January 12, 1852



Jan 12 Monday  Susan washed the dishes this morning

and I went to work on my plants making some frames

for them and was to work on them and about the

house all the forenoon.  This afternoon have been

mending pants for Oakes Angier.  Have put a new

pocket into one pair  Jane washed and has been to see

Mrs Savage  Carried Augusta’s cake over to her and

Called a few minutes on Mrs Sarah Ames  Very cold


After breakfast each morning, a stack of dishes awaited washing in the Ames kitchen, numbering approximately seven plates, seven cups, seven saucers, 14-21 pieces of cutlery, various serving platters and bowls and serving spoons, plus the pots and pans used in preparation.

Hot water would be boiled and poured into a bucket or perhaps a basin set inside a dry sink. Using a cake of homemade soap, either chipped into the water or swirled by hand, Susie Ames or Jane McHanna or Evelina herself from time to time, washed each item with a washrag, rinsed the piece in a separate pan of clean water and placed it on a rack to dry or be wiped dry with a dish towel. The chore could take 30 to 45 minutes, and had to be repeated at dinner and tea.  It wasn’t as convenient as hand-washing dishes today – no liquid soap, no faucet spray – and it certainly wasn’t like loading the dishwasher.

Inventors, in fact, were trying to develop a machine that would wash dishes; the first such patent was filed in 1850. It wasn’t until 1886, however, that a wealthy woman named Josephine Garis Cochrane would make the first successful dishwashing machine. She didn’t wash dishes herself, but her servants did and often chipped the ceramic plates in the process.  Impatient with the damage, as well as the length of time it took to wash all the dishes after the many dinner parties she gave, she decided to make a machine to do the work.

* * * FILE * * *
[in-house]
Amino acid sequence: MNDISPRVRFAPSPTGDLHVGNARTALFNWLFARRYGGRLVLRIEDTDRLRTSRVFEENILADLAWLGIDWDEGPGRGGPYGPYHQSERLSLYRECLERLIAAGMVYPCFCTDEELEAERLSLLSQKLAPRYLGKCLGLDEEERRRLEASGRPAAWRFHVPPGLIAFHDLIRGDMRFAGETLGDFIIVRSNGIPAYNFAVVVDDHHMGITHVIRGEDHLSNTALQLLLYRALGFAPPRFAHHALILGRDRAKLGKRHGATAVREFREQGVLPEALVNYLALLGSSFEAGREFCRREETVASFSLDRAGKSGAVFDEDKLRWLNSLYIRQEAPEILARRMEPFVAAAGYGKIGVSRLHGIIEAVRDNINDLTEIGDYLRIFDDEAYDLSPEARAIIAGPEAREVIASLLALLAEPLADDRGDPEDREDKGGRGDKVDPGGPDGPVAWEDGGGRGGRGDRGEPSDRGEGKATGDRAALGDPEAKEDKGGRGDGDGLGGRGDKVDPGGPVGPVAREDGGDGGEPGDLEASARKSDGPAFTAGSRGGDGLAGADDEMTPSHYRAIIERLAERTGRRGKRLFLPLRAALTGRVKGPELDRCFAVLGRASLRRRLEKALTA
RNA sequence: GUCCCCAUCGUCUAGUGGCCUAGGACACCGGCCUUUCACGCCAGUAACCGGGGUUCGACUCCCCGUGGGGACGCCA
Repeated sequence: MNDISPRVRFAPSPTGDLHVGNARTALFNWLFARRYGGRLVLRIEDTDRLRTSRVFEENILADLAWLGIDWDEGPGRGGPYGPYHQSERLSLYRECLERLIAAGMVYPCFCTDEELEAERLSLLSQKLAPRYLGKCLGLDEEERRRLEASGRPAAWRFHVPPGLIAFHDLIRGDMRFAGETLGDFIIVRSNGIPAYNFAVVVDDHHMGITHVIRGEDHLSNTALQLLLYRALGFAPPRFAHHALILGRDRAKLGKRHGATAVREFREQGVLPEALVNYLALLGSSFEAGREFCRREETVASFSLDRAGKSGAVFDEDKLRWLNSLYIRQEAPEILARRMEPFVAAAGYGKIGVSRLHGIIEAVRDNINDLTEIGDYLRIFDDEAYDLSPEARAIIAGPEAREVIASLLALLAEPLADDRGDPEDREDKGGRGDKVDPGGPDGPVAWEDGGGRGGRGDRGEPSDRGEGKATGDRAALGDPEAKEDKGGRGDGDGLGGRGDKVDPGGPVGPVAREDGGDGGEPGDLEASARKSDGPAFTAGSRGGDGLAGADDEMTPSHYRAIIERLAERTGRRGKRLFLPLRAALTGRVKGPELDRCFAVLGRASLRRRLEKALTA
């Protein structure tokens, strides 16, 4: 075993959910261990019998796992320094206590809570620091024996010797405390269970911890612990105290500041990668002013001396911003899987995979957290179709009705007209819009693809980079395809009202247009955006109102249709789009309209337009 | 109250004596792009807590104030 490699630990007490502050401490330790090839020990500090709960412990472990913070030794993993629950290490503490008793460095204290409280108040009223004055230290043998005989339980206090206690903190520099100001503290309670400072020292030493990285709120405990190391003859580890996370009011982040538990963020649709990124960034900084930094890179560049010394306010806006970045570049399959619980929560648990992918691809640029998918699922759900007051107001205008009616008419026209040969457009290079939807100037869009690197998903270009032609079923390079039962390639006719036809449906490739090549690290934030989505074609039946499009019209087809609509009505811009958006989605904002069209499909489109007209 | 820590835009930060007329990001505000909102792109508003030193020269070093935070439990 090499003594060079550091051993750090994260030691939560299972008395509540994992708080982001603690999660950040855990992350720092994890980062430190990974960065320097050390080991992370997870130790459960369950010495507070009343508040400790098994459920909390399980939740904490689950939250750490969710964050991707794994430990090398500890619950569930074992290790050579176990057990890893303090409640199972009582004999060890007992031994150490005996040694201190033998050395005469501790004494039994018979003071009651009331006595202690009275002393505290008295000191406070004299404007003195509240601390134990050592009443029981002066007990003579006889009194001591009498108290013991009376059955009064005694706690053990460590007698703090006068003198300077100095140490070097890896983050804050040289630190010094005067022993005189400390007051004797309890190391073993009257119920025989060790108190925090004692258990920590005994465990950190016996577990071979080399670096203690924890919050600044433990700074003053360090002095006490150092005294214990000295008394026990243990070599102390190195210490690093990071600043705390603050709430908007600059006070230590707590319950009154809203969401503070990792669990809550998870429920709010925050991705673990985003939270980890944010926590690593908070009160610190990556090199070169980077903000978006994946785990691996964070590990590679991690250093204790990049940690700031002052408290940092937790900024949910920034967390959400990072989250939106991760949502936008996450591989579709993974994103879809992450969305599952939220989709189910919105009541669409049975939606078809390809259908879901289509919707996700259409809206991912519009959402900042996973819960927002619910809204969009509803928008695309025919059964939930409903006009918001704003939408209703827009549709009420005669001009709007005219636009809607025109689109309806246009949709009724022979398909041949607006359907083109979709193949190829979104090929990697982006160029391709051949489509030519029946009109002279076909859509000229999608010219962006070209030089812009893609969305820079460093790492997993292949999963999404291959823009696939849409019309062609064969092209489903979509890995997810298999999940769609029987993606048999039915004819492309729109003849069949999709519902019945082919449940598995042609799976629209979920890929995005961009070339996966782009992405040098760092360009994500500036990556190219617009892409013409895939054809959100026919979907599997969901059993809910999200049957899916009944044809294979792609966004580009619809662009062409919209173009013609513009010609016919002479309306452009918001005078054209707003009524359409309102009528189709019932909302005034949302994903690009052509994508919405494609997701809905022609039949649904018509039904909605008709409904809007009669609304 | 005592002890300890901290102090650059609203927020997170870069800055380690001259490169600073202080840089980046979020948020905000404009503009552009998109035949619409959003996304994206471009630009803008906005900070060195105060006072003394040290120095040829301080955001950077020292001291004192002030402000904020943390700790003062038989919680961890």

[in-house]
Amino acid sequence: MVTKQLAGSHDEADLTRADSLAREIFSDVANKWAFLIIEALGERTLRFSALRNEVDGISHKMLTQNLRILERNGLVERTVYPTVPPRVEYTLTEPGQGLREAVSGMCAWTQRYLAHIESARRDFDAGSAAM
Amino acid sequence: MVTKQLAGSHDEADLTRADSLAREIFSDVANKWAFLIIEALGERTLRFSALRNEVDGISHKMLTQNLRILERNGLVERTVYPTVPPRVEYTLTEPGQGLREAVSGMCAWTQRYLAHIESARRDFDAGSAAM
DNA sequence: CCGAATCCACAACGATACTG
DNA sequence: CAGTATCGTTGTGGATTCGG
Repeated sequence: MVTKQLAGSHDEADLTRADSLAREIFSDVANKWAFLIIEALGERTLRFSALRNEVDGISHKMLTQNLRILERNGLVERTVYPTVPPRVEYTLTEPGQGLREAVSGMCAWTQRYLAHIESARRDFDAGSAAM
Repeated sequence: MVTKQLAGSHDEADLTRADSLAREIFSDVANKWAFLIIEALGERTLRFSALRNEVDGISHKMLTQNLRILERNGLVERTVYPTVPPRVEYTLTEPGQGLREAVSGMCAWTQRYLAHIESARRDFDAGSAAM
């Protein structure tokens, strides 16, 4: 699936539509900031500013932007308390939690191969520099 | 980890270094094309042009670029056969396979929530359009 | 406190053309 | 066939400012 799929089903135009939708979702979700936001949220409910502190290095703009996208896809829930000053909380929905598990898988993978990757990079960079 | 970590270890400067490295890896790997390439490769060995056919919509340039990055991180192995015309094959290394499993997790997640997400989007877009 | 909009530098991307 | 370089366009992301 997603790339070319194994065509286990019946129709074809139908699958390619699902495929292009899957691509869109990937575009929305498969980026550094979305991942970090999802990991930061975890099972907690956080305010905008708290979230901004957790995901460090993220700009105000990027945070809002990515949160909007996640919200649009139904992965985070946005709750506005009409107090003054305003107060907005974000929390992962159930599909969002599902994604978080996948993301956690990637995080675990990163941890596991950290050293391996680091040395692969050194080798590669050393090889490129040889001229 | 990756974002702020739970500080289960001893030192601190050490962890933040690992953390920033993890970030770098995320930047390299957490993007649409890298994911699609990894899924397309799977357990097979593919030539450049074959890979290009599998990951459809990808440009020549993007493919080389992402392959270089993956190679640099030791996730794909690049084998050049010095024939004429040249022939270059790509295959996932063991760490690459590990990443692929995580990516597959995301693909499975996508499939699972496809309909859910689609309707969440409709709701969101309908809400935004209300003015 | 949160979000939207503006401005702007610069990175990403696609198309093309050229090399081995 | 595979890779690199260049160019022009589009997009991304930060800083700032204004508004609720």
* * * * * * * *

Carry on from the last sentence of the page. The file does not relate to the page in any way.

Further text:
Mrs. Cochrane  contrived a wire rack shaped for various specific dishes to fit inside a wheel inside a copper boiler. “A motor turned the wheel while hot soapy water squirted up from the bottom of the boiler and rained down on the dishes.”* The dishwasher was born. It went on to be displayed at the 1893 Columbian Exposition in Chicago, where it won a prize.  The Garis-Cochrane Company was formed and manufactured dishwashers until bought by KitchenAid, which in turn is owned by Whirlpool.

All this was a far cry from nine-year old Susie Ames washing up the breakfast dishes, plate by plate.


* Wikipedia, “Josephine Cochrane”, January 10, 2015

6 thoughts on “January 12, 1852

  1. Heh, I had no idea. I was washing plates for our (Ames) family, plate by plate (we did have liquid soap tho), rinsing and handing to my younger sister, the “drier,” when I was 9 in Las Vegas (when they still didn’t have TV), and 11 in Utah (but then it was a “cabin”) and 13 in California, no less, but then it was an old house built during the very first movie-star days. Then I went to live in Europe and I don’t think I came across a “dishwasher” until I was in my thirties, and declined them then, as wasteful and expensive, lol. I have one now. 🙂

  2. I remember hand-washing dishes, too – it wasn’t all bad, but the dishwasher is a boon, no doubt. I recall a friend of my mother, years ago, shrugging when someone suggested her dishwasher wasn’t cleaning properly, saying, “Who cares if it’s clean as long as it’s automatic!”

  3. When I was twelve, we spent a winter with no running water and only woodstoves for heat. There was a lot of heating of water and washing such as described here, but not by me. My job was to carry the water from the lake 100 yds below us, or melting snow when the snow got too deep to tread upon. The way we lived that winter is undoubtedly one reason I am fascinated by earlier times, when folks lived the way we did as a matter of course.

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